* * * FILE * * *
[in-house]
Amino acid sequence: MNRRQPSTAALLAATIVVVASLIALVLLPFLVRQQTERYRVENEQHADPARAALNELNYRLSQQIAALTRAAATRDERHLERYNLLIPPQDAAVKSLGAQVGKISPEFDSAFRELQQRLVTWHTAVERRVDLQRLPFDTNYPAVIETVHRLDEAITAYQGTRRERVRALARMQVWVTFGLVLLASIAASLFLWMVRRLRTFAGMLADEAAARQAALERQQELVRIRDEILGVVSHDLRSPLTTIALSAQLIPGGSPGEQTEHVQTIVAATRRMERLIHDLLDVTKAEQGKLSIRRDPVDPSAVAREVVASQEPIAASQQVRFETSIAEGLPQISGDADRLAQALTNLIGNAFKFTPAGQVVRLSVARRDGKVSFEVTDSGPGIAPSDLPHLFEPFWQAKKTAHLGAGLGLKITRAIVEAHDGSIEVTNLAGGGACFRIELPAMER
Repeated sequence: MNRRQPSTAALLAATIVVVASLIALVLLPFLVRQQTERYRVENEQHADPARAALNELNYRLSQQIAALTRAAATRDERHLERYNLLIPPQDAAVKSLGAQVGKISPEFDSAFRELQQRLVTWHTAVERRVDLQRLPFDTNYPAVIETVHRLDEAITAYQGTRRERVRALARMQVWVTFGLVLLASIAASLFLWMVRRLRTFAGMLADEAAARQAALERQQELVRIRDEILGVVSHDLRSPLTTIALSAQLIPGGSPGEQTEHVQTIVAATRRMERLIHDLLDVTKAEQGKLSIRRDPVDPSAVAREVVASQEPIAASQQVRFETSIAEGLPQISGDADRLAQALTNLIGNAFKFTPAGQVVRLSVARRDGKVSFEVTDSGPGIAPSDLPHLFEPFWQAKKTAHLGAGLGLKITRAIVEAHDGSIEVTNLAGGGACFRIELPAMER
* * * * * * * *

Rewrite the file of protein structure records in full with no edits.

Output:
[in-house]
Amino acid sequence: MNRRQPSTAALLAATIVVVASLIALVLLPFLVRQQTERYRVENEQHADPARAALNELNYRLSQQIAALTRAAATRDERHLERYNLLIPPQDAAVKSLGAQVGKISPEFDSAFRELQQRLVTWHTAVERRVDLQRLPFDTNYPAVIETVHRLDEAITAYQGTRRERVRALARMQVWVTFGLVLLASIAASLFLWMVRRLRTFAGMLADEAAARQAALERQQELVRIRDEILGVVSHDLRSPLTTIALSAQLIPGGSPGEQTEHVQTIVAATRRMERLIHDLLDVTKAEQGKLSIRRDPVDPSAVAREVVASQEPIAASQQVRFETSIAEGLPQISGDADRLAQALTNLIGNAFKFTPAGQVVRLSVARRDGKVSFEVTDSGPGIAPSDLPHLFEPFWQAKKTAHLGAGLGLKITRAIVEAHDGSIEVTNLAGGGACFRIELPAMER
Repeated sequence: MNRRQPSTAALLAATIVVVASLIALVLLPFLVRQQTERYRVENEQHADPARAALNELNYRLSQQIAALTRAAATRDERHLERYNLLIPPQDAAVKSLGAQVGKISPEFDSAFRELQQRLVTWHTAVERRVDLQRLPFDTNYPAVIETVHRLDEAITAYQGTRRERVRALARMQVWVTFGLVLLASIAASLFLWMVRRLRTFAGMLADEAAARQAALERQQELVRIRDEILGVVSHDLRSPLTTIALSAQLIPGGSPGEQTEHVQTIVAATRRMERLIHDLLDVTKAEQGKLSIRRDPVDPSAVAREVVASQEPIAASQQVRFETSIAEGLPQISGDADRLAQALTNLIGNAFKFTPAGQVVRLSVARRDGKVSFEVTDSGPGIAPSDLPHLFEPFWQAKKTAHLGAGLGLKITRAIVEAHDGSIEVTNLAGGGACFRIELPAMER